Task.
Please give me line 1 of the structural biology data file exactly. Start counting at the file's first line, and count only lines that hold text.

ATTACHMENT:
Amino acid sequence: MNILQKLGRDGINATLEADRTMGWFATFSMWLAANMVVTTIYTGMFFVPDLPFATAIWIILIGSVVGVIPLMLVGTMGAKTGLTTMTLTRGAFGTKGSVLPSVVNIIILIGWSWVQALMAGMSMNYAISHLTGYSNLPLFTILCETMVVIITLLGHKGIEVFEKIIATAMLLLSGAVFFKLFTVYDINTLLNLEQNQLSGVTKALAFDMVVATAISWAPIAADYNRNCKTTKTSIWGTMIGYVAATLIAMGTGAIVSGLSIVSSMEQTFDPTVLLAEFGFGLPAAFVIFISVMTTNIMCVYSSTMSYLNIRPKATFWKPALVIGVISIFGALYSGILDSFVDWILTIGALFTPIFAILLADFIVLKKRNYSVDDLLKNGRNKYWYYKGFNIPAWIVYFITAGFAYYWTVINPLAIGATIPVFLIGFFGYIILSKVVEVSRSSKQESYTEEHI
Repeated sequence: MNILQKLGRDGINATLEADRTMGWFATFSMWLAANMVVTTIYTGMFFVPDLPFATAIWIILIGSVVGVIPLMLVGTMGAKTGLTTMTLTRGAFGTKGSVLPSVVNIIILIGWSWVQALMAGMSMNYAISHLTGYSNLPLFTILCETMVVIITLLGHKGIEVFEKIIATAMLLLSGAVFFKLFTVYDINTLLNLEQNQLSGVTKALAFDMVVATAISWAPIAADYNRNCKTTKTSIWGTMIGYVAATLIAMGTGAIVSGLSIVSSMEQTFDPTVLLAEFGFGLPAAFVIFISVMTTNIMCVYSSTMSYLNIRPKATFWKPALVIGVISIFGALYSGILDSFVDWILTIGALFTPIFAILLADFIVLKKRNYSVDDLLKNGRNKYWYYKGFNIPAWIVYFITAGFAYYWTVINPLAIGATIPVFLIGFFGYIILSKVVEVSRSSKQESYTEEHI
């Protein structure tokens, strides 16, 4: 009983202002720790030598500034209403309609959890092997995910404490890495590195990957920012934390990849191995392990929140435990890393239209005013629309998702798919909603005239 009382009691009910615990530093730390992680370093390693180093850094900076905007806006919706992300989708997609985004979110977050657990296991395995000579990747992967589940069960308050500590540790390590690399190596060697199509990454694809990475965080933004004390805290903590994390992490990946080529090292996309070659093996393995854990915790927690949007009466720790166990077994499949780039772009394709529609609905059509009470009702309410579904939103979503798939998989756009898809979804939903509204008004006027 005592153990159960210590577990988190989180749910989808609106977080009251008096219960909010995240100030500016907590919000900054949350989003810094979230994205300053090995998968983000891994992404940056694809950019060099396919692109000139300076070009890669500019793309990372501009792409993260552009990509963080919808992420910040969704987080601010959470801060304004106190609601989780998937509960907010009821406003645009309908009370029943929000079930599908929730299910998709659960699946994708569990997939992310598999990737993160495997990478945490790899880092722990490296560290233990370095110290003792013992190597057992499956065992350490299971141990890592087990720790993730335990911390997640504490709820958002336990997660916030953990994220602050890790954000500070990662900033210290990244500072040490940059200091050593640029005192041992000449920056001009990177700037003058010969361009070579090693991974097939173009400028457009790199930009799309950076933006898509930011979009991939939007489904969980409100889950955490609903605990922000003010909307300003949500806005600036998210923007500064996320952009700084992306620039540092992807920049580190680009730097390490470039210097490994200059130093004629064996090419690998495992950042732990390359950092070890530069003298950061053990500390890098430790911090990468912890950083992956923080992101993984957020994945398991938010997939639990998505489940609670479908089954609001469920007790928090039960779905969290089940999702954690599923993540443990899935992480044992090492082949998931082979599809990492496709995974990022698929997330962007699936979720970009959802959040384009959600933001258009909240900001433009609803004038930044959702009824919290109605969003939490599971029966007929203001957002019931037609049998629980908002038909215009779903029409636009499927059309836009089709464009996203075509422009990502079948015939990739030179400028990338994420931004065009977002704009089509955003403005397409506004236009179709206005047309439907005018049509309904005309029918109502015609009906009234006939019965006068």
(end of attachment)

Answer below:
Amino acid sequence: MNILQKLGRDGINATLEADRTMGWFATFSMWLAANMVVTTIYTGMFFVPDLPFATAIWIILIGSVVGVIPLMLVGTMGAKTGLTTMTLTRGAFGTKGSVLPSVVNIIILIGWSWVQALMAGMSMNYAISHLTGYSNLPLFTILCETMVVIITLLGHKGIEVFEKIIATAMLLLSGAVFFKLFTVYDINTLLNLEQNQLSGVTKALAFDMVVATAISWAPIAADYNRNCKTTKTSIWGTMIGYVAATLIAMGTGAIVSGLSIVSSMEQTFDPTVLLAEFGFGLPAAFVIFISVMTTNIMCVYSSTMSYLNIRPKATFWKPALVIGVISIFGALYSGILDSFVDWILTIGALFTPIFAILLADFIVLKKRNYSVDDLLKNGRNKYWYYKGFNIPAWIVYFITAGFAYYWTVINPLAIGATIPVFLIGFFGYIILSKVVEVSRSSKQESYTEEHI